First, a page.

Job Advertising Part 3: Job Description


Job Advertising Part 3: Job Description

When you’re ready to get your job position live and logging in to Seek, LinkedIn or Indeed, you’re likely brimming with ways to bring your job description to life, and to attract the right candidate for your role. After all, your people make up the base for your business to thrive.

Scrolling through active job posts, you’ll notice some similarities between how a job description is broken down, some keywords and phrases that are used, and some ‘must haves’ for applicants.

Job Description

If you haven’t heard already, post-pandemic Australia is experiencing ‘the Great Resignation’, meaning that many employees are looking to find new employment elsewhere, and some are even taking the leap to resign before they find a new position. Coupled with a talent shortage, this means that there is a smaller pool of candidates to select from, and many businesses will be looking to attract the same person.

What does this mean for your job description? Well, it’s important to share the right information and to articulate what this role will mean for an applicant while making yourself stand out from the pages of positions up for grabs.

Share Your Mission Statement

A short and sweet summary of your business is a great way to open your job description (whether you’re writing in the first person or third). Assume that an applicant may not have done in-depth research as they scroll through available positions, and share your core business values and mission statement.

Why are people important to the work you do? Are you a start-up that is excited to expand its team beyond the founding members? Is this a business with arms around the country? 

Refine your USP for the eyes of an applicant who you want to join your team, and articulate what your business does and why – giving a snapshot of the purpose behind the brand. 

Balancing Tasks with Opportunities

Of course, you’ll have certain tasks and a level of experience that needs to be met by potential applicants. Give readers an understanding of day-to-day tasks, responsibilities and the scope of their role, who they would report to or oversee.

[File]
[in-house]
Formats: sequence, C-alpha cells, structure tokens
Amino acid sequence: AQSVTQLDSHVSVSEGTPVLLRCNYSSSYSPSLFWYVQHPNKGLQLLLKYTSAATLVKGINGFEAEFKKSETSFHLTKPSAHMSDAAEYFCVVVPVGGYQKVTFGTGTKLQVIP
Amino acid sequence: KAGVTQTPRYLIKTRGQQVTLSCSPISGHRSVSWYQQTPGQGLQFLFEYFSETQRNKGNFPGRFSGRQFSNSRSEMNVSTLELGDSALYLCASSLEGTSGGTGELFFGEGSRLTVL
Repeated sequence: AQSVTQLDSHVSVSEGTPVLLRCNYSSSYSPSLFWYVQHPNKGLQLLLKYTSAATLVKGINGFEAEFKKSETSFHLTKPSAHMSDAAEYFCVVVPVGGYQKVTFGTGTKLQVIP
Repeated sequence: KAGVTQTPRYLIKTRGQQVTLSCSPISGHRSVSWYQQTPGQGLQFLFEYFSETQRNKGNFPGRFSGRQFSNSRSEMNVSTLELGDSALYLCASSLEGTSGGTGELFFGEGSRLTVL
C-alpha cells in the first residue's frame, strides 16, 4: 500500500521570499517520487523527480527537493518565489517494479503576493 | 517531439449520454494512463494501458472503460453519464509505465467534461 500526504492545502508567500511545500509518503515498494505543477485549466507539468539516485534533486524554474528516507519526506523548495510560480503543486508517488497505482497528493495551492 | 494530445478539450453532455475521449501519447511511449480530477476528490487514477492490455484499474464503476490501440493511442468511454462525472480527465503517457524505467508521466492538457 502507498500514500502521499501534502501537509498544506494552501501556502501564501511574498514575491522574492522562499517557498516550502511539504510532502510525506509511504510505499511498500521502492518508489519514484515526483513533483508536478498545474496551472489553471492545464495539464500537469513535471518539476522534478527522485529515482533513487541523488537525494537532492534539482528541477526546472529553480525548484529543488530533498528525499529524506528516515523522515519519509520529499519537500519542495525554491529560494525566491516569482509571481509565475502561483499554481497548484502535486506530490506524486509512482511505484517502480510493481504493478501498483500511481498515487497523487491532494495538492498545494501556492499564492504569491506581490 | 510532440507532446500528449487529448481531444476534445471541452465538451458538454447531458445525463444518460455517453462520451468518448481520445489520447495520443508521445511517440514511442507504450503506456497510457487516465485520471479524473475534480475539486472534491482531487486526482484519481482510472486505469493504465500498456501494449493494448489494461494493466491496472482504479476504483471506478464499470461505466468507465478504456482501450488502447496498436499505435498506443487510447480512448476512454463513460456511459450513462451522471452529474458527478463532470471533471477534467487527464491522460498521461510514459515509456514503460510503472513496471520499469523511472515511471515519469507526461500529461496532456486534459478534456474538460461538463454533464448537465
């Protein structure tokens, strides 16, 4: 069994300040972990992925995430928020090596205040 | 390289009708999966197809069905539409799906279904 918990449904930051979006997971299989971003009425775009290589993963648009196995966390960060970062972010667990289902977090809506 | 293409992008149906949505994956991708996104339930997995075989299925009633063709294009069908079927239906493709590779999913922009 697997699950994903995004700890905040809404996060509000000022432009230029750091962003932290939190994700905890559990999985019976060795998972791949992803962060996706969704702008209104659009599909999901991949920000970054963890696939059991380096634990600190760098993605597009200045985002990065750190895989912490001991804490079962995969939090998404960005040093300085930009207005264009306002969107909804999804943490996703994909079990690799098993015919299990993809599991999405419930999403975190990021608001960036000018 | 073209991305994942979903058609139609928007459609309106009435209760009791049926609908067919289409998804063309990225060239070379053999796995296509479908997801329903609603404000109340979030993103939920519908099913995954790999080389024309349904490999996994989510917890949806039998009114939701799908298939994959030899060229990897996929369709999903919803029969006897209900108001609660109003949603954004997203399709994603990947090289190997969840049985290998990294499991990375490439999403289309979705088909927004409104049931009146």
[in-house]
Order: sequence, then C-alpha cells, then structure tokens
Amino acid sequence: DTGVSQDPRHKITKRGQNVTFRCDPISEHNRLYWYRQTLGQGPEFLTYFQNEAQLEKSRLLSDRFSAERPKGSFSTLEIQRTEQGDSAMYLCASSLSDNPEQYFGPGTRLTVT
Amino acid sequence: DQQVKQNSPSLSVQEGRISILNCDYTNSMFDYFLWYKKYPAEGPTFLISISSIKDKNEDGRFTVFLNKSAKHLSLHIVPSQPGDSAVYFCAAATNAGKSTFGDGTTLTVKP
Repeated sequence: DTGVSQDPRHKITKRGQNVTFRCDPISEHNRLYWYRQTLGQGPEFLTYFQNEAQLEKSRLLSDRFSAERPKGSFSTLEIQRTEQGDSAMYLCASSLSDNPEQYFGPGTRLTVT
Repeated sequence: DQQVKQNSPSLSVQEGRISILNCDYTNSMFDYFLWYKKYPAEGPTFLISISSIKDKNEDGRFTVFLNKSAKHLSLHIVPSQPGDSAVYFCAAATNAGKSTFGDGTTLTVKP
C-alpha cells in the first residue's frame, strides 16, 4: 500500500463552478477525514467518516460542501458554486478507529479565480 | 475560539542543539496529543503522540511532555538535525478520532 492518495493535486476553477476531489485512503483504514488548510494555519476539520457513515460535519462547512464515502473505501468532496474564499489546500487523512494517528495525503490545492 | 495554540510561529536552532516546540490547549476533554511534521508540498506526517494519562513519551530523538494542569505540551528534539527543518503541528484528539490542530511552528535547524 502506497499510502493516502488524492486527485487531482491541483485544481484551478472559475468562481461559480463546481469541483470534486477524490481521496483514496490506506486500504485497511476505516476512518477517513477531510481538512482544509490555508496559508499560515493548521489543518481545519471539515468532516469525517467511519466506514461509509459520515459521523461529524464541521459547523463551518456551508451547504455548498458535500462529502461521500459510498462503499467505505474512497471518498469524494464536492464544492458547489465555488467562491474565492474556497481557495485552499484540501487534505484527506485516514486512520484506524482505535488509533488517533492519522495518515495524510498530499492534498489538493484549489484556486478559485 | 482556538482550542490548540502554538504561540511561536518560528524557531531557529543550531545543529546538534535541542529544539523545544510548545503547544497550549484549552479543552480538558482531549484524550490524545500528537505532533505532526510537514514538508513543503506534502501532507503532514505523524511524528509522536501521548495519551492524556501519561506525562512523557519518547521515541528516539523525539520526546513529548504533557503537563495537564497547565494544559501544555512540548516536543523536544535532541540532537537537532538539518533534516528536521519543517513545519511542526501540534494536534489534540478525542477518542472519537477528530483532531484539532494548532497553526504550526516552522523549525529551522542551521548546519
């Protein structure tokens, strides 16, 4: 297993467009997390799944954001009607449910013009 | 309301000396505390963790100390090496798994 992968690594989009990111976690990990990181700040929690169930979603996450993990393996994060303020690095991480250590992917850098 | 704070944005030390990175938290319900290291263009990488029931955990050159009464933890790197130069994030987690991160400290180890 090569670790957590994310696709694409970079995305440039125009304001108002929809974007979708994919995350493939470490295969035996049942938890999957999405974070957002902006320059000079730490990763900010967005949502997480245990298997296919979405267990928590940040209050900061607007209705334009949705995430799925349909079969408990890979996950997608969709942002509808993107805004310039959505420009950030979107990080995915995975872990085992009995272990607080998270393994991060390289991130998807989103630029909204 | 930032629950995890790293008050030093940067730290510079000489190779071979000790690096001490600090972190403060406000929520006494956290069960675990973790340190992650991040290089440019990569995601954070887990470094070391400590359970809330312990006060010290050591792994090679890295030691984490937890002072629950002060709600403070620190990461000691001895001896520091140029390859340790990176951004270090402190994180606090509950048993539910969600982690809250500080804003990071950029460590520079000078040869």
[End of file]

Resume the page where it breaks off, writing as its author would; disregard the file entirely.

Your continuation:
When creating your job description, be mindful that there’s no such thing as a ‘perfect’ hire, but there will be qualities and skills that can be trained, so consider where you can be flexible.

For instance – a high-pressure and fast-paced role will often note that applicants should be able to work autonomously and function well under pressure while working to tight deadlines. Keep in mind that work-life balance is more important than ever, especially for millennials and younger, so you may need to consider if you’re placing too much pressure on a single hire to achieve what really may be the volume of work of two positions.

If the compensation matches the level of demand or role experience, then look for ways to weave in opportunities for growth, stretch assignments, collaboration, mentorship and leadership into the daily duties and tasks. While not every hire will stay with you for 5 plus years, knowing that they will be invested in by the organisation from the beginning will encourage them to value their position not just as a way to pay the bills, but as a way to progress in their career.

Of course, you may have non-negotiables such as X amount of years of experience in a similar role, but if you can be open to applicants who may have transferable skills, then make this clear. Many job websites will offer a final ‘checklist’ for applicants to complete even before they get to the point of adding their cover letter, so this is where your ‘must haves’ will sit, prompting a final review to ensure each candidate is aware of what will be reviewed.

A great way to make your job description stand out is to research how other companies are advertising for similar roles. Consider that a huge length of copy may not always be consumed and that roles requiring 10+ years of experience can be off-putting to more junior talent who are ready to step into leadership roles. Be reasonable and clear with your checklist, and take into consideration that talent may be looking for a meaningful career in an organisation that is mindful of its social impact, ethics and quality of life for employees.

Finally, ensure that applicants (even those who may require adjustments made to the application process due to disability) feel welcome to apply rather than be edged out by a laundry list of specifics. If you need a great local example of a successful hiring strategy, check out Canva’s job posts and style of writing, for a modern approach to welcoming new hires into the business.